Last week, I wrote about how the increased volatility in the markets was probably spurred by a new regulation called the Volker Rule.
This legislation, combined with even more restrictions from the CFTC, seems to be causing banks to retreat from market-making activities in the forex industry.
Market makers are banks and financial institutions that make moolah through spreads and by trading against their clients. Dubbed as dealing desks, these market makers also happen to absorb volatility shocks in the markets as they set the exchange rates for their clients.
However, these market makers seem to have a lot on their plates already as they have been dealing with the recent surge in volatility. It doesn’t help that new regulations in the industry are making things more difficult for banks, as they worry that taking on the additional volatility and risk might not be worth it anymore.
For one thing, the CFTC has already forbidden hedging by requiring traders to close offsetting positions. Aside from that, they reduced leverage to a maximum of 50:1 (or 2% margin requirement) on major currency pairs and 20:1 (or 5% margin requirement) on all other forex transactions in the U.S.
Of course, let’s not forget about the Dodd-Frank legislation and the Volker Rule. As I mentioned in my previous article, this regulation aims to prevent banks from drawing from their own funds in making speculative bets in the markets.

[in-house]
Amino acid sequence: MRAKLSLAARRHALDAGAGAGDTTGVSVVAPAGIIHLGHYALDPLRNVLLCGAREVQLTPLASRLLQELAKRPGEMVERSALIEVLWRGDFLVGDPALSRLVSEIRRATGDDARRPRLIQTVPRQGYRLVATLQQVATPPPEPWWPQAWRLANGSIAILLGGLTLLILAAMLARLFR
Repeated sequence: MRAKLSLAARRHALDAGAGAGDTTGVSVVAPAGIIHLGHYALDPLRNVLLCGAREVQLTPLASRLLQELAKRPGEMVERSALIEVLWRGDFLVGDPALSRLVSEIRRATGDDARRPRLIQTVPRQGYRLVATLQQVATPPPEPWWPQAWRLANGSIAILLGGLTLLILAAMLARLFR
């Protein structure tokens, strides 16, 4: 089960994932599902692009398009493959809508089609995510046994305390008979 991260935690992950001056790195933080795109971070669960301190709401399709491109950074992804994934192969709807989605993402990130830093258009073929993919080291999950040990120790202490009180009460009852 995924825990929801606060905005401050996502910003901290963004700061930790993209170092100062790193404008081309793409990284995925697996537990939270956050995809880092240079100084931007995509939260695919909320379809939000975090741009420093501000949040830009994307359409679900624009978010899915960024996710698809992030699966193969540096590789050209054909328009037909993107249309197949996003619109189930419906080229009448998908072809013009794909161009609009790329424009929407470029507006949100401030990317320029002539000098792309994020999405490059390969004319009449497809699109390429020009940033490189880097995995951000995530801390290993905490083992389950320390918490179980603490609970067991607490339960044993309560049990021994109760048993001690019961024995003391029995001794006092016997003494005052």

The unprecedented rise in High-Frequency Trading, or HFT, and algorithmic trading (the big brothers of the retail market’s expert advisor) has also created a lot of inexplicable and weird moves intraday. There have been instances of currency pairs rising a certain percentage one day and then fully retracing almost the exact same move the next.
When the trading risk is high, these types of traders simply turn off their machines.
This can cause significant changes in liquidity from time to time, which can result in spikes in volatility. Uncertainty is something market makers really hate.
And finally, there is the issue of central bank intervention. To subdue the rise of their respective currencies, the Swiss National Bank (SNB) and the Bank of Japan (BOJ) have bought massive amounts of euros and yens, which disrupt the overall stability of the foreign exchange market.
If the big market makers start retreating, then it is almost certain that liquidity would be reduced. This would make it harder for traders to enter and exit their positions.
Also, to compensate for the lost liquidity, transaction costs need to be increased: spreads would be widened and commission rates would be increased.